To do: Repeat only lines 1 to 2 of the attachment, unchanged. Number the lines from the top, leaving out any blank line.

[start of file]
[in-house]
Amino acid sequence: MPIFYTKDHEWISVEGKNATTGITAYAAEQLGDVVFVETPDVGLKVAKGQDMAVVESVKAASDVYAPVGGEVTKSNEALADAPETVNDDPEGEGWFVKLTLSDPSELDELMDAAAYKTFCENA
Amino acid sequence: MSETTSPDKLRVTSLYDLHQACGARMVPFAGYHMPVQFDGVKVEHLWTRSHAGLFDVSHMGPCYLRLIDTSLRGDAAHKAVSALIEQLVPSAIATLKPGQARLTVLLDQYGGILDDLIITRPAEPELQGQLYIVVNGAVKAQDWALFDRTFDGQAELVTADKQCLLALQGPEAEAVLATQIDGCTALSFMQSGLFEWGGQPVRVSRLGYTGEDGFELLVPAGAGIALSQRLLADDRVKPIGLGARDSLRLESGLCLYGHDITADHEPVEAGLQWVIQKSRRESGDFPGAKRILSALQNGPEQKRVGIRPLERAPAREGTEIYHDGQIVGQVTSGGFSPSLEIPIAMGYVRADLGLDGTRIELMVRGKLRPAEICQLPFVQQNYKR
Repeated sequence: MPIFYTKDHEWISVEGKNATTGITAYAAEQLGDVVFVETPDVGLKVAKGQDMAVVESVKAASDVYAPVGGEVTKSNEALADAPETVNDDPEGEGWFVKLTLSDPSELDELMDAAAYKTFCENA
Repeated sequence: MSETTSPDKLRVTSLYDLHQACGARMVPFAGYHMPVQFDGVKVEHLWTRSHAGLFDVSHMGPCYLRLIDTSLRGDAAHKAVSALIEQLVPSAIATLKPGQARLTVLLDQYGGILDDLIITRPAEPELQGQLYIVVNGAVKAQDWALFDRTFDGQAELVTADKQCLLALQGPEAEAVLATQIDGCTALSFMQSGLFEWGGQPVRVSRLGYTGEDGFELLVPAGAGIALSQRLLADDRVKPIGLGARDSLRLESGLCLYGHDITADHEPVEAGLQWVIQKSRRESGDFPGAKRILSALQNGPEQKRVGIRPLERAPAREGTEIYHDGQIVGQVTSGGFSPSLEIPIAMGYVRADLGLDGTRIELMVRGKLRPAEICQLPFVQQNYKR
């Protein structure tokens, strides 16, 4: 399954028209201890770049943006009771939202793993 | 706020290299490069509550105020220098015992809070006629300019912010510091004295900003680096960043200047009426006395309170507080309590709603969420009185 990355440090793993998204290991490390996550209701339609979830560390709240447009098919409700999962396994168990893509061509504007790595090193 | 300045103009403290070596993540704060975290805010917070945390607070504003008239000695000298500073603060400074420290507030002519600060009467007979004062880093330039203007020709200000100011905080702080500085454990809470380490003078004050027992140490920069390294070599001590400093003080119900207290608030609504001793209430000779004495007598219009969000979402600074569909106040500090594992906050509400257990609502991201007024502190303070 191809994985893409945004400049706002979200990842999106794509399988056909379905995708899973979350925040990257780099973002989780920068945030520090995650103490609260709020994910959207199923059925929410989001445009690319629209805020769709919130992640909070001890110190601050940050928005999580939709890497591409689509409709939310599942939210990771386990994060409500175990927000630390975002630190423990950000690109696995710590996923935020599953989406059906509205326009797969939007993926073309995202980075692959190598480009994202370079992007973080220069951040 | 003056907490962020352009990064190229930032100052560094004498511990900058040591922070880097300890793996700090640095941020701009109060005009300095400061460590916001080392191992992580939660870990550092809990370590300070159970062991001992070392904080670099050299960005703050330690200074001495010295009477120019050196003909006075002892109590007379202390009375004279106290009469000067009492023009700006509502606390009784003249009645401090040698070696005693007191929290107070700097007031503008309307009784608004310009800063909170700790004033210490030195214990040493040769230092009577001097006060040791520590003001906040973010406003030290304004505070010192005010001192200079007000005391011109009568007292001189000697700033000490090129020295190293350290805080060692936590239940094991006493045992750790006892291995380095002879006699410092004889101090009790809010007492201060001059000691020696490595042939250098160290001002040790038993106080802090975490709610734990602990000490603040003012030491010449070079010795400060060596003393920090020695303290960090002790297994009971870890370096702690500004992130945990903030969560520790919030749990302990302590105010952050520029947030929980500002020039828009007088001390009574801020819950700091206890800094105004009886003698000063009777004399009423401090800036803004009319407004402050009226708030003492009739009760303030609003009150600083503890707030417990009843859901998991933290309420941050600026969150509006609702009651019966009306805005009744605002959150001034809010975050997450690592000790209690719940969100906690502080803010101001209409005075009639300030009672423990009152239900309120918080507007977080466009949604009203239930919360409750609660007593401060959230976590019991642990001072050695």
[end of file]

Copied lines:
[in-house]
Amino acid sequence: MPIFYTKDHEWISVEGKNATTGITAYAAEQLGDVVFVETPDVGLKVAKGQDMAVVESVKAASDVYAPVGGEVTKSNEALADAPETVNDDPEGEGWFVKLTLSDPSELDELMDAAAYKTFCENA